Blaming the drug war is putting the cart before the horse. The most recent instabilities with regards to drugs begun in the 1960-1970s when the narco-traffickers started bringing mass quantities of cocaine in from S. America and heroin from Asia. The drug war was a response to this, not the cause of it.

What part of Americans consuming drugs warrants destabilising other countries? If drugs are entering the country illegally then patrol the borders or treat addiction. Instead the US toppled nations to tackle a domestic issue. The US response to the domestic drug problem is to blame for all of this.

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DocM    12,929
On 12/1/2017 at 5:56 AM, theyarecomingforyou said:

What part of Americans consuming drugs warrants destabilising other countries? If drugs are entering the country illegally then patrol the borders or treat addiction. Instead the US toppled nations to tackle a domestic issue. The US response to the domestic drug problem is to blame for all of this.

Both supply and demand are problems. Addressing one does not eliminate the need to address the other. 

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theyarecomingforyou    9,427
2 minutes ago, DocM said:

Both supply and demand are problems. Addressing one does not eliminate the need to address the other. 

Criminalising alcohol only led to increased crime, with prohibition being one of the most disastrous policies ever seen. Unfortunately the US has persisted in that approach when it comes to drugs. Portugal, a company that took a very different approach by decriminalising drug use, has seen addiction, usage and crime all reduce whilst addicts have come forward to seek treatment. The US could have implemented a sensible domestic policy with regards to drugs - instead it chose to funnel trillions of dollars into the military and go around the globe collapsing governments. You may consider that a sensible policy - most do not.

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Emn1ty    3,300
37 minutes ago, theyarecomingforyou said:

The US could have implemented a sensible domestic policy with regards to drugs - instead it chose to funnel trillions of dollars into the military and go around the globe collapsing governments.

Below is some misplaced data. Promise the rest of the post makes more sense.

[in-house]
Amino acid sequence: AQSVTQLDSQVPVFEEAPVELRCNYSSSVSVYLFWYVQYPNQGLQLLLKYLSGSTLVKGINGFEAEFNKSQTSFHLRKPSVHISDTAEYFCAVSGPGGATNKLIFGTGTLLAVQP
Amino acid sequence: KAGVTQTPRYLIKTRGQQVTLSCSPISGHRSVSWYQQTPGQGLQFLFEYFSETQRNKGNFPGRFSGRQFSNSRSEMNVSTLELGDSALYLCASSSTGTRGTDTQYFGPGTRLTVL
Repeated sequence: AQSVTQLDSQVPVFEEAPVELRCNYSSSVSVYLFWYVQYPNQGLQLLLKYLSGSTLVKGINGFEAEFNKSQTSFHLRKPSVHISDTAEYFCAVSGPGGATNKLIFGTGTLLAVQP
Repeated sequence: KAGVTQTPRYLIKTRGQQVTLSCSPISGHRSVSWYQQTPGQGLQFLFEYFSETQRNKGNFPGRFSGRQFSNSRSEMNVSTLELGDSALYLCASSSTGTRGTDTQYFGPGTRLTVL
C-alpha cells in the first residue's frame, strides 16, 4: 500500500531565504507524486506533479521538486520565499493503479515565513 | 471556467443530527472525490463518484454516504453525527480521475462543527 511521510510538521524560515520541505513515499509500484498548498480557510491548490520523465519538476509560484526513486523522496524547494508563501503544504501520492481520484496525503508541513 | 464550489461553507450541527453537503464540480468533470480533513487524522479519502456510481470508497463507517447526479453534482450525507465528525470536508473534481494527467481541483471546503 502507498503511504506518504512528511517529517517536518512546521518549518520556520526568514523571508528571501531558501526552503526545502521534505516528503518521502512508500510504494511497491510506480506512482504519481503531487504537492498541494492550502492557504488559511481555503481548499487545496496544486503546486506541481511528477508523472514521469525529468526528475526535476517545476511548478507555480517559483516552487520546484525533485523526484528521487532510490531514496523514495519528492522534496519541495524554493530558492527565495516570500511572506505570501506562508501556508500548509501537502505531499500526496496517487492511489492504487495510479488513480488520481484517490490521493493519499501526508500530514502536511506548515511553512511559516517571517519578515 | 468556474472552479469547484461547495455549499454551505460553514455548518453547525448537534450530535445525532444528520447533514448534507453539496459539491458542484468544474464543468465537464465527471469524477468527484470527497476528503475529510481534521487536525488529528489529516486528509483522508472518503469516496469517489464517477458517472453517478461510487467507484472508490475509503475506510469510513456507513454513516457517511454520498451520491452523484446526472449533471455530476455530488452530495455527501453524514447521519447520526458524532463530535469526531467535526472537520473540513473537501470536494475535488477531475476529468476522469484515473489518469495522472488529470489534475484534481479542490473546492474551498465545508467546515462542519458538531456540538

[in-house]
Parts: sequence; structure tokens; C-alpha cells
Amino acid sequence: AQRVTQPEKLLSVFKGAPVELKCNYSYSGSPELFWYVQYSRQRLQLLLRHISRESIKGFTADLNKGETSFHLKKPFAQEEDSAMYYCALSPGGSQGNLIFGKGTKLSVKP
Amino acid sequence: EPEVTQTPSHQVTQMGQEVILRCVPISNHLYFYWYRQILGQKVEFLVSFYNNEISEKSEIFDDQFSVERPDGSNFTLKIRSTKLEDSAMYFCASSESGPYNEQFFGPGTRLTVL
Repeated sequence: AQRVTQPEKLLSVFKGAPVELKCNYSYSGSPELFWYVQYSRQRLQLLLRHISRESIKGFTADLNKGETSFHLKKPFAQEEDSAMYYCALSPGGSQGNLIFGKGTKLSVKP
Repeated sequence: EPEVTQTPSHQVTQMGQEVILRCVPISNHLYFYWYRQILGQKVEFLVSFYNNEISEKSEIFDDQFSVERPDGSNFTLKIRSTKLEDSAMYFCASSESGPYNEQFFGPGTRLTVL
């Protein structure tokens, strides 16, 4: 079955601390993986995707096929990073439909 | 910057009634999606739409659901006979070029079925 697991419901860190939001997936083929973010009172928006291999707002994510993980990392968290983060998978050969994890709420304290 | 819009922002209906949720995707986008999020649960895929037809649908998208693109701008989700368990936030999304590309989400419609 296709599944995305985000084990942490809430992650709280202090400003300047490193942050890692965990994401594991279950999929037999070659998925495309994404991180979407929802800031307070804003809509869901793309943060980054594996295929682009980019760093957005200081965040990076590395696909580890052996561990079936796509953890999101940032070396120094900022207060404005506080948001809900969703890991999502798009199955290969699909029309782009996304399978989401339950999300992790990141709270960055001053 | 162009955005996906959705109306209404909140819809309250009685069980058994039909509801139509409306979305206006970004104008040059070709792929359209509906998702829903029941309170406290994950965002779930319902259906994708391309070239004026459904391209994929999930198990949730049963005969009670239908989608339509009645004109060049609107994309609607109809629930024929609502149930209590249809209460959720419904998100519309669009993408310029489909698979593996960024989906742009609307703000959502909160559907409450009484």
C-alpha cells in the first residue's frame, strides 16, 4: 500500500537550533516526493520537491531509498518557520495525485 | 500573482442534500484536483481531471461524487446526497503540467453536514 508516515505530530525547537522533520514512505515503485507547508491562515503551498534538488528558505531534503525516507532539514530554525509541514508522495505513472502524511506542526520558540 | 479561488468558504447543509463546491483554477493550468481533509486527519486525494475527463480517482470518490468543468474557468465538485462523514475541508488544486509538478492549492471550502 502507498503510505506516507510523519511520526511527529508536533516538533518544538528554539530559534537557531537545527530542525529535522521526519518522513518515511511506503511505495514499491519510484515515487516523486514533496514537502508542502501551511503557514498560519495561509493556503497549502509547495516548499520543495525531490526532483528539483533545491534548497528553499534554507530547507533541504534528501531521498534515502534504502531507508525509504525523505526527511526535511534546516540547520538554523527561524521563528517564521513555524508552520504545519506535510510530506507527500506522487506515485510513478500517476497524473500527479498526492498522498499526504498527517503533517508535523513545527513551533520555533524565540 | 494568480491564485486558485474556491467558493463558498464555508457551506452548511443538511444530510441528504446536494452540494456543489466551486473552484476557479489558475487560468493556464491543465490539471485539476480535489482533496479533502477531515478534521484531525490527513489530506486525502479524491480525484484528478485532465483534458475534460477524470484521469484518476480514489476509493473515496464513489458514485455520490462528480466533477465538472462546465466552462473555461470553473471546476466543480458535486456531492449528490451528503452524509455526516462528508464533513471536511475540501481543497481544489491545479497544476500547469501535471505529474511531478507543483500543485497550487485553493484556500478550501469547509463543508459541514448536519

Nice attempt at using the military as a false dilemma.

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theyarecomingforyou    9,427
1 minute ago, Emn1ty said:

Nice attempt at using the military as a false dilemma.

The US chose to spend trillions of dollars on the military instead of healthcare or any number of other things. Even if you choose to jump focus on the War on Drugs™which has cost in excessive of a trillion dollars whilst drug usage has remained unchanged—the US would have done better to simply decriminalise drug use and invest money in treatment. Imagine all the social good that could be done with that sort of money. Sadly it's easier to convince the American public to support a counter-productive war in the Middle East than invest in healthcare, education or infrastructure.

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Emn1ty    3,300
Just now, theyarecomingforyou said:

The US chose to spend trillions of dollars on the military instead of healthcare or any number of other things. Even if you choose to jump focus on the War on Drugs™which has cost in excessive of a trillion dollars whilst drug usage has remained unchanged—the US would have done better to simply decriminalise drug use and invest money in treatment. Imagine all the social good that could be done with that sort of money. Sadly it's easier to convince the American public to support a counter-productive war in the Middle East than invest in healthcare, education or infrastructure.